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Do You Want to Avoid Layoffs? Try These 5 Strategies

Do You Want to Avoid Layoffs? Try These 5 Strategies

Overhiring amongst large corporations has ceased, and now, the tables are turning on the workforce that previously controlled the labor market. Mass layoffs have everyone nervous for their jobs, and while layoff announcements feel like part of the daily news cycle, that’s more for big companies—Google, Meta, Amazon, Nike, and more across the globe.   

As a smaller employer, mass layoffs look different in your organization: like, 20 people versus 2,000. However, layoffs still happen and are difficult to manage logistically and emotionally. If a considerable part of your workforce is cut, that counts as a layoff. 

No one wants to consider their workforce in percentages, like “[Your organization] cut 15% of their workforce.” You may share an office and talk to these employees daily!  

However, to prevent layoffs, we need to cover what causes them. Then, you can use the five strategies outlined below to keep your employees. 


What Causes Layoffs?  

Three major factors contribute to layoffs. 

  1. National and global economic forces. These are the factors that are totally beyond your control. Things like inflation, which peaked at 9.1% in June 2022 but remains high enough to force difficult decisions at many organizations. Or increasing interest rates, which make borrowing money more expensive and can push some major purchases out of reach. Additionally, the threat of a global recession seems to always lurk around the corner. Money is tight everywhere, and payroll is expensive. 

  2. Current or projected financial trouble. Companies may cut back on payroll now to give themselves a buffer against the financial challenges they anticipate. This is why layoffs can sometimes feel contagious. When large organizations start doing them, everyone gets scared, which can lead to more layoffs as businesses worry about tougher economic conditions to come. That’s why your workforce is nervous when Amazon lays off 18,000 employees—while it may not affect them immediately, they assume it will later.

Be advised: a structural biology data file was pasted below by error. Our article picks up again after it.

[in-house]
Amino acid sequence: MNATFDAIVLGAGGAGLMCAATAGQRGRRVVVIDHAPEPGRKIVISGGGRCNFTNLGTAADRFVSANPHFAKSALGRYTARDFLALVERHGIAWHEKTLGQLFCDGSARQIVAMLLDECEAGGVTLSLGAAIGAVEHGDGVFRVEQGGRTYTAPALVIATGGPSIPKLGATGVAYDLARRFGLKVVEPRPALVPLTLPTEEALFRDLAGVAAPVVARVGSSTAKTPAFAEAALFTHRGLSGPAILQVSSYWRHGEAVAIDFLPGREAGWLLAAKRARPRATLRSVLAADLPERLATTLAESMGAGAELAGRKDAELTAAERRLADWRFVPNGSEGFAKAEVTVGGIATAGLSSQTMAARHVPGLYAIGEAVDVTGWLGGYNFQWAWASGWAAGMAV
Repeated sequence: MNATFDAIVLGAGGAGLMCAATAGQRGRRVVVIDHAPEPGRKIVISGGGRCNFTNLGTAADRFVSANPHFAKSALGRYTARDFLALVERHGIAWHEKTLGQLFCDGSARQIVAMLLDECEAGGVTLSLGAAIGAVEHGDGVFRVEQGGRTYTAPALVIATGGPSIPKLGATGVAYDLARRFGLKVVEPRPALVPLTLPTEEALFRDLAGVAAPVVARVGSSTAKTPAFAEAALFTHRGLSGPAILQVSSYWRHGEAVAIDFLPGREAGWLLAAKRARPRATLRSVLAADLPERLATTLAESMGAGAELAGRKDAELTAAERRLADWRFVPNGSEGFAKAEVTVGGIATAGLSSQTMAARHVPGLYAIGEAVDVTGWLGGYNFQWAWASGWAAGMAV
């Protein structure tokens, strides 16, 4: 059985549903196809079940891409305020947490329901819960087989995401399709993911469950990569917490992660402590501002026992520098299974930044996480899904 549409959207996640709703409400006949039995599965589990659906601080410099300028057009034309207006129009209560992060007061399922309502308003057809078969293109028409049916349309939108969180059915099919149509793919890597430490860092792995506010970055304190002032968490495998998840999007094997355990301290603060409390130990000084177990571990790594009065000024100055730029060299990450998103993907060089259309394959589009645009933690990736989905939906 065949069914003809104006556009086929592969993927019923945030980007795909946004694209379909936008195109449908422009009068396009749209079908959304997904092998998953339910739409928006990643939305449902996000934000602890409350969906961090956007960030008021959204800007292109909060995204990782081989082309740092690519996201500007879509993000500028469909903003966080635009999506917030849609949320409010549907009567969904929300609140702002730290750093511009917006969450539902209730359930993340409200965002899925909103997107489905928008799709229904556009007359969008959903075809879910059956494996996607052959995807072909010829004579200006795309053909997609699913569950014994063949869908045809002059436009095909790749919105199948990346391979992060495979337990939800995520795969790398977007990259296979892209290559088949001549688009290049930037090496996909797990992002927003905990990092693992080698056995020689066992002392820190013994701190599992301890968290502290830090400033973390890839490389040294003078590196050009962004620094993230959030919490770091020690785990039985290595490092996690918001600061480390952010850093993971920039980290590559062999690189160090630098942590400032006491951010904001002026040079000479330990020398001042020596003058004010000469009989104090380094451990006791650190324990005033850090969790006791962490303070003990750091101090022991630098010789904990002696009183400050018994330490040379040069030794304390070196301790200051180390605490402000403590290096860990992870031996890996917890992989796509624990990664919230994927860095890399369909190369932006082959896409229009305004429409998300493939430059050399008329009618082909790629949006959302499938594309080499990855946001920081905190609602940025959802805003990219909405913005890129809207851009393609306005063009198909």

3. Corrective action due to overhiring. While numbers like 12,000 employees laid off at UPS sound terrifying—and certainly are for those who lost their jobs—it’s important to understand this data in context. UPS laid off many employees because they overhired dramatically due to the rise in online shopping during stay-at-home orders. Other companies that overhired for similar reasons are cutting down on payroll expenses. Amazon, for example, went from 1.3 million employees in 2020 to 1.6 million in 2021 as global quarantines led millions to shift more of their purchases online. As the economy rebalances, some of that growth is bound to level off.



5 Strategies to Avoid Layoffs 

If you’re at an SMB, or small to midsized business, you run a tighter ship than major corporations like Google or Salesforce. While layoffs might be for 20 people rather than 2,000, your more personalized hiring process means each hire may have slotted directly into an impactful position. Unlike large companies, SMBs don’t hire en masse just in case—each hire has a purpose. Replacing that personnel will be challenging and expensive if your organization grows. 

So, try these five strategies before you resort to layoffs.   

  1. Be proactive. If layoffs aren’t on the horizon for your organization now, that’s great! To keep it that way, consider variable compensation, a strategy that can help make your business more agile in a recession. For each department, create a measurable goal whose achievement would have a positive financial impact, and tie a portion of employees’ compensation—perhaps in the form of quarterly bonuses—to that goal. In sales-related positions, this could align with commissions, but be creative.